MOSCOW, October 11 (RIA Novosti) - The Nigerian Government slammed the United States for allegedly denying the country access to arms purchase, further accusing the human rights watchdog Amnesty International of looking for cheap publicity and fundraising following the group's publication on human rights abuse in Nigeria, the country's Leadership newspaper reported Saturday.
"What do they [the United States] want us to do to stop the incessant terror attacks [by Boko Haram] on our people when they are denying us access to arms and ammunition? Yet they claim they want us to stop the menace of terrorism, how?" an unnamed top security official was quoted as saying by the newspaper.
"Are we not aware of how they [the United States] are fighting terrorism all over the world? Is the Amnesty International not seeing them? I don't want to believe that they are sincere in their support for the war against terrorism in Nigeria," the official added.
Though Washington has consistently denied the claims that it refused to sell arms to Nigeria, the US Ambassador to Nigeria, James Entwistle said during a press conference at the American University of Nigeria on Thursday that the United States was concerned about human rights abuses by Nigerian soldiers in the anti-terrorism fight, according to the newspaper.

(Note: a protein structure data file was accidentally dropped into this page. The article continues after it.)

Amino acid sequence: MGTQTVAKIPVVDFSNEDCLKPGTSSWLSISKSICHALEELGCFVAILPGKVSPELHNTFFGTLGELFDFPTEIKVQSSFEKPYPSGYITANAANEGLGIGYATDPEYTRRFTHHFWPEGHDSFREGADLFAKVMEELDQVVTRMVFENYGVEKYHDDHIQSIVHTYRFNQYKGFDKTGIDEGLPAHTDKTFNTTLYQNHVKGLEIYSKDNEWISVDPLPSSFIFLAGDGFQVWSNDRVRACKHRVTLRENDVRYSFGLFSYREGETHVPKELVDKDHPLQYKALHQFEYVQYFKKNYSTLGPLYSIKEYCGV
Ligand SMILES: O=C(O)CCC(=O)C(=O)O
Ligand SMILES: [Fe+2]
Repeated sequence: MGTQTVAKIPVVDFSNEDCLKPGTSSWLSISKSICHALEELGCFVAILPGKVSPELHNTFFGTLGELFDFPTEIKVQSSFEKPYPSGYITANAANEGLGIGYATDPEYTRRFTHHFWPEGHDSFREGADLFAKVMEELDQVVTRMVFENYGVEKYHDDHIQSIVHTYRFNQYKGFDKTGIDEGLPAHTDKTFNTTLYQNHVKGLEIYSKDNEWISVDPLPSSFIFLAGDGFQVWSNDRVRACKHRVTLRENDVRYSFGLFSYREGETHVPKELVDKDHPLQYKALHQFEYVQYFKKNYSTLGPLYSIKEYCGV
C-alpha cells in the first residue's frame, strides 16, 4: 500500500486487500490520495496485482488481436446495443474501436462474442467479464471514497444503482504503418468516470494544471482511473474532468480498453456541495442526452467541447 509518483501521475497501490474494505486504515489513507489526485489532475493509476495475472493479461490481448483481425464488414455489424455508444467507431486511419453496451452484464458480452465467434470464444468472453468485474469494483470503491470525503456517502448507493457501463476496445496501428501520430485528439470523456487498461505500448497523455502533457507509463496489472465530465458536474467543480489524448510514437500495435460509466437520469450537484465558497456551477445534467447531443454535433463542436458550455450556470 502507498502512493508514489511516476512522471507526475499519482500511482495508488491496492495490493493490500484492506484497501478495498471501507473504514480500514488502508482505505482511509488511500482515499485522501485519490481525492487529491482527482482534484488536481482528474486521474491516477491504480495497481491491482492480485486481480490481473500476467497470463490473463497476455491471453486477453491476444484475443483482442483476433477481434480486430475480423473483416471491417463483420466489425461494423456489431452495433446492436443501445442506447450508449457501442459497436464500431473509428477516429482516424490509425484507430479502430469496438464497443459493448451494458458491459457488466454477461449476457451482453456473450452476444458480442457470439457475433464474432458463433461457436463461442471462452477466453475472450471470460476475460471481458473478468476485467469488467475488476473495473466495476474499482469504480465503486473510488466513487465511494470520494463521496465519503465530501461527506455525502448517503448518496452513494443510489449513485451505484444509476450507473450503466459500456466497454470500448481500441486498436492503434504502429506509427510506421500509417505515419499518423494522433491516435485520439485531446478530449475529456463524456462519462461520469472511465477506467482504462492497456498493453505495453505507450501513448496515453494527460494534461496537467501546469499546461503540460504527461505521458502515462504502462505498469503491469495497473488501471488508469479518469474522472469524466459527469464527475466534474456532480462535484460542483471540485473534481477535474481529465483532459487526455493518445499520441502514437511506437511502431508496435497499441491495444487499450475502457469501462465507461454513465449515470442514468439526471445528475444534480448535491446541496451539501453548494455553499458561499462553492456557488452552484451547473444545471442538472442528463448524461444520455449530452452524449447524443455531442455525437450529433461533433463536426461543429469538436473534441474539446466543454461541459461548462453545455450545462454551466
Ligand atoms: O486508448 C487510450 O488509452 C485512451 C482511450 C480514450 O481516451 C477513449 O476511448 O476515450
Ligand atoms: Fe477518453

“So the kind of question that we have to ask is let’s say we give certain kinds of equipment to Nigerian military that is then used in a way that affects human situation. If I approve that, I’m responsible for that. We take that responsibility very seriously,” the ambassador explained.
Last month, Amnesty published a report "Welcome to Hell Fire: Torture and Other Ill-Treatment in Nigeria"
"Amnesty International found that torture and other ill-treatment are routine practice in criminal investigations across Nigeria. Suspects in police and military custody across the country are subjected to torture as punishment or to extract "confessions" as a shortcut to 'solve' cases, particularly armed robbery and murder," stated the Amnesty report.
Prior to the publication, the Nigerian government had condemned Amnesty's handling of an August 5 footage it made public, showing Nigerian troops slitting the throats of Boko Haram suspects and damping their bodies in mass graves.
The Boko Haram Islamist militant group founded in 2002 is seeking to establish a caliphate in Nigeria. The group made international headlines when they raided a school in northeastern Nigeria in April and kidnapped almost 300 school-girls in protests against western education